Stock: 123RF Copyright : Illia Uriadnikov Image ID : 47795804
Have you ever found yourself writing copy for your B2B marketing efforts with fingers crossed, hoping your company could actually deliver? You know the copy I’m talking about where you describe how great your product and the customer experience is – our product has the “lowest total cost of ownership”, we deliver “premium customer support”, “easy payments with detailed monthly reporting”, “quick spare parts delivery and expert troubleshooting”, “product/service reviews to ensure you get the most value”, etc.
As a marketer you should be confident making promises like these to prospective customers. After all, the messages marketing and sales communicate to the customer during the sales cycle sets customer expectations. However, if expectations don’t match reality, then you’ve likely got low customer retention rates. And what marketer wants to work hard acquiring new leads and working with sales to close the deal, only to learn your customers defect to the competition after a short time.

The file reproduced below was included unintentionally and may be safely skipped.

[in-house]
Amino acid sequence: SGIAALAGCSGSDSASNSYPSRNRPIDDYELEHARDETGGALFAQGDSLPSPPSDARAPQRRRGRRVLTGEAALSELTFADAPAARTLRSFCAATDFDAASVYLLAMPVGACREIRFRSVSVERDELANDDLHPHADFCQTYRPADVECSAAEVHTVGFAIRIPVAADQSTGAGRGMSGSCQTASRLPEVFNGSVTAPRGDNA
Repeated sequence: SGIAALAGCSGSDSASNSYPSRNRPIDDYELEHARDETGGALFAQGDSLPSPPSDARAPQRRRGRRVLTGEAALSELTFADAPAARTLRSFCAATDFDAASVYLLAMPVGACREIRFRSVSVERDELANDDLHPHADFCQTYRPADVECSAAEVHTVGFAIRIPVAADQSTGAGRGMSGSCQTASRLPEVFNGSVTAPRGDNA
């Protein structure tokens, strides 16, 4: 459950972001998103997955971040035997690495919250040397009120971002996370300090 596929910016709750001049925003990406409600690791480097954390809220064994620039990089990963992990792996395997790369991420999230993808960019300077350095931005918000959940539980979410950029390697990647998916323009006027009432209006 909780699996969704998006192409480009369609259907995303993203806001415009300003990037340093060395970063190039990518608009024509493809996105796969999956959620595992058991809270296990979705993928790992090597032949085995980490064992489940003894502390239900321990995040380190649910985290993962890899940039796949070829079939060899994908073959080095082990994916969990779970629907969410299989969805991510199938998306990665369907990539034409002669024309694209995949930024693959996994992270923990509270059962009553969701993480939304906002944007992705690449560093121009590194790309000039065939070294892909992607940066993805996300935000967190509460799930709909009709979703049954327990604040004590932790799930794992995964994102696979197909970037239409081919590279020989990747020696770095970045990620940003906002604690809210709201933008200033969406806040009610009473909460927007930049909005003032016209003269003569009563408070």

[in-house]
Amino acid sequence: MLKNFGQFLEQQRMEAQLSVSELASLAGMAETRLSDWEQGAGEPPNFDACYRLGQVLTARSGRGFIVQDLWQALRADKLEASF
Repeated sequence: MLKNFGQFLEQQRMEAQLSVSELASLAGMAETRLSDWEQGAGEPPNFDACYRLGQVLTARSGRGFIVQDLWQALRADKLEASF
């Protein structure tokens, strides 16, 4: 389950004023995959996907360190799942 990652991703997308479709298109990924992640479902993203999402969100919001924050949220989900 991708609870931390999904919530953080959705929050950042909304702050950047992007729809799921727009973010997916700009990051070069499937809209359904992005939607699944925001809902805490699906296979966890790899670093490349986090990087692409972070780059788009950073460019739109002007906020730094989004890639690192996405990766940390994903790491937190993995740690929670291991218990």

Losing customers isn’t only frustrating for marketers, it’s really bad for sustaining business growth. Consider the following data:
- From Bain & Company:
- Increasing customer retention by 5% can increase profits 25 – 95%
- The likelihood of selling to an existing customer is 60 – 70%, versus 5 – 20% to a new lead
- It costs five times as much to attract a new customer as it does to keep an existing one according to Lee Resource Inc., though I’ve seen numbers as high as 10 times depending on your product/service and industry.
Check out this infographic Customer Acquisition Vs.Retention Costs Statistics and Trends for even more data.
The point is, if your customer retention is low, don’t just assume that a retention marketing program will improve your numbers. Before you start a retention marketing program, Continue reading